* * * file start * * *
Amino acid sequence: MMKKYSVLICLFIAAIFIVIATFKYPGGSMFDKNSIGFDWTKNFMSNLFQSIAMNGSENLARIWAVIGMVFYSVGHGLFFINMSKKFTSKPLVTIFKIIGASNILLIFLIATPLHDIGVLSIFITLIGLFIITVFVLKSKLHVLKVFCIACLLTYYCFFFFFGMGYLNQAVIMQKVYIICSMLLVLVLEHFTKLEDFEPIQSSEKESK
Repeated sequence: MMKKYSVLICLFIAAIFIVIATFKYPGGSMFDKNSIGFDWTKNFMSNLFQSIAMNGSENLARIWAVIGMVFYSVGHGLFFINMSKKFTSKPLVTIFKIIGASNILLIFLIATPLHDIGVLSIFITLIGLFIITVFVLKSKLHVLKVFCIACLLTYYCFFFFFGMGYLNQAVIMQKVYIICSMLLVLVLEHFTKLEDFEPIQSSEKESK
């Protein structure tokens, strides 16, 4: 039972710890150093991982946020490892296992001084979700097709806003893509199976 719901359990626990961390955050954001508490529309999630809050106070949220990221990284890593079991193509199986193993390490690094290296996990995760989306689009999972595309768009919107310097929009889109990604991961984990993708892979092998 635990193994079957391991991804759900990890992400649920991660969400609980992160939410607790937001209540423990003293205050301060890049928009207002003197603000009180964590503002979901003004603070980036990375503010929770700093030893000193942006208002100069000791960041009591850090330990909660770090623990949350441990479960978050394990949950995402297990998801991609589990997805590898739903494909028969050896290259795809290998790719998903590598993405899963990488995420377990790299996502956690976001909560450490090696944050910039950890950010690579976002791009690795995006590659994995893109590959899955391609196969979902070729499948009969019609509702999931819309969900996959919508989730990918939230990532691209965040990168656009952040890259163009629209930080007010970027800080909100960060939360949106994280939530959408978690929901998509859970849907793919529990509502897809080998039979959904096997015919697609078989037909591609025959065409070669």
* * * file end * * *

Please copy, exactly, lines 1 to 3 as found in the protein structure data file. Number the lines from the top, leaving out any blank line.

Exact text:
Amino acid sequence: MMKKYSVLICLFIAAIFIVIATFKYPGGSMFDKNSIGFDWTKNFMSNLFQSIAMNGSENLARIWAVIGMVFYSVGHGLFFINMSKKFTSKPLVTIFKIIGASNILLIFLIATPLHDIGVLSIFITLIGLFIITVFVLKSKLHVLKVFCIACLLTYYCFFFFFGMGYLNQAVIMQKVYIICSMLLVLVLEHFTKLEDFEPIQSSEKESK
Repeated sequence: MMKKYSVLICLFIAAIFIVIATFKYPGGSMFDKNSIGFDWTKNFMSNLFQSIAMNGSENLARIWAVIGMVFYSVGHGLFFINMSKKFTSKPLVTIFKIIGASNILLIFLIATPLHDIGVLSIFITLIGLFIITVFVLKSKLHVLKVFCIACLLTYYCFFFFFGMGYLNQAVIMQKVYIICSMLLVLVLEHFTKLEDFEPIQSSEKESK
């Protein structure tokens, strides 16, 4: 039972710890150093991982946020490892296992001084979700097709806003893509199976 719901359990626990961390955050954001508490529309999630809050106070949220990221990284890593079991193509199986193993390490690094290296996990995760989306689009999972595309768009919107310097929009889109990604991961984990993708892979092998 635990193994079957391991991804759900990890992400649920991660969400609980992160939410607790937001209540423990003293205050301060890049928009207002003197603000009180964590503002979901003004603070980036990375503010929770700093030893000193942006208002100069000791960041009591850090330990909660770090623990949350441990479960978050394990949950995402297990998801991609589990997805590898739903494909028969050896290259795809290998790719998903590598993405899963990488995420377990790299996502956690976001909560450490090696944050910039950890950010690579976002791009690795995006590659994995893109590959899955391609196969979902070729499948009969019609509702999931819309969900996959919508989730990918939230990532691209965040990168656009952040890259163009629209930080007010970027800080909100960060939360949106994280939530959408978690929901998509859970849907793919529990509502897809080998039979959904096997015919697609078989037909591609025959065409070669």